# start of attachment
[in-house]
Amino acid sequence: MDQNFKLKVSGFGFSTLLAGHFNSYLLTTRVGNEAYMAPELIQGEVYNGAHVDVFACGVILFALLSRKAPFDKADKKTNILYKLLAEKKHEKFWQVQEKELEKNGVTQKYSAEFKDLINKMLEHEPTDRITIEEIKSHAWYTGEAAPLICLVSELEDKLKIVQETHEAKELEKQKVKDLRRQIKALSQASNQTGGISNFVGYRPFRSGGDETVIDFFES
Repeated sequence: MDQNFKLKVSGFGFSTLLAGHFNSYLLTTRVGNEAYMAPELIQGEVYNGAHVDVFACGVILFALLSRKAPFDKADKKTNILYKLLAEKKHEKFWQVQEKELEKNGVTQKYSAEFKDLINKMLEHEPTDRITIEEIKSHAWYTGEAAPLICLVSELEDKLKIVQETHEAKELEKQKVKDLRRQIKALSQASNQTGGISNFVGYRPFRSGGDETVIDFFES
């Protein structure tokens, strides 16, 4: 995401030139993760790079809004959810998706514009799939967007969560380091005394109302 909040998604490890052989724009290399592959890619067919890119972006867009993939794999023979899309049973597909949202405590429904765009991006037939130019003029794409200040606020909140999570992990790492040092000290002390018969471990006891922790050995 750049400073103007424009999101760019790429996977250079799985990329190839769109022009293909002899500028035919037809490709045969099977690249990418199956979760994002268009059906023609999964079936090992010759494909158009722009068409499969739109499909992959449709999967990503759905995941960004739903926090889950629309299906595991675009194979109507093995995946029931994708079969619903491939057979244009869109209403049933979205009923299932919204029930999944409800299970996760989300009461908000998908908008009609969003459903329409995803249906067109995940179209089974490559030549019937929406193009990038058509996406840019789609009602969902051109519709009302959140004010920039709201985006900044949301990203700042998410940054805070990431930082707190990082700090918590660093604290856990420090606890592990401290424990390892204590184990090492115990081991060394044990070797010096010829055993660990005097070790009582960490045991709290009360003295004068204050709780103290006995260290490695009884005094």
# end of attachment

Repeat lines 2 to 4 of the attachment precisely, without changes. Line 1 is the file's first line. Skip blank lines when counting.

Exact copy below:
Amino acid sequence: MDQNFKLKVSGFGFSTLLAGHFNSYLLTTRVGNEAYMAPELIQGEVYNGAHVDVFACGVILFALLSRKAPFDKADKKTNILYKLLAEKKHEKFWQVQEKELEKNGVTQKYSAEFKDLINKMLEHEPTDRITIEEIKSHAWYTGEAAPLICLVSELEDKLKIVQETHEAKELEKQKVKDLRRQIKALSQASNQTGGISNFVGYRPFRSGGDETVIDFFES
Repeated sequence: MDQNFKLKVSGFGFSTLLAGHFNSYLLTTRVGNEAYMAPELIQGEVYNGAHVDVFACGVILFALLSRKAPFDKADKKTNILYKLLAEKKHEKFWQVQEKELEKNGVTQKYSAEFKDLINKMLEHEPTDRITIEEIKSHAWYTGEAAPLICLVSELEDKLKIVQETHEAKELEKQKVKDLRRQIKALSQASNQTGGISNFVGYRPFRSGGDETVIDFFES
């Protein structure tokens, strides 16, 4: 995401030139993760790079809004959810998706514009799939967007969560380091005394109302 909040998604490890052989724009290399592959890619067919890119972006867009993939794999023979899309049973597909949202405590429904765009991006037939130019003029794409200040606020909140999570992990790492040092000290002390018969471990006891922790050995 750049400073103007424009999101760019790429996977250079799985990329190839769109022009293909002899500028035919037809490709045969099977690249990418199956979760994002268009059906023609999964079936090992010759494909158009722009068409499969739109499909992959449709999967990503759905995941960004739903926090889950629309299906595991675009194979109507093995995946029931994708079969619903491939057979244009869109209403049933979205009923299932919204029930999944409800299970996760989300009461908000998908908008009609969003459903329409995803249906067109995940179209089974490559030549019937929406193009990038058509996406840019789609009602969902051109519709009302959140004010920039709201985006900044949301990203700042998410940054805070990431930082707190990082700090918590660093604290856990420090606890592990401290424990390892204590184990090492115990081991060394044990070797010096010829055993660990005097070790009582960490045991709290009360003295004068204050709780103290006995260290490695009884005094």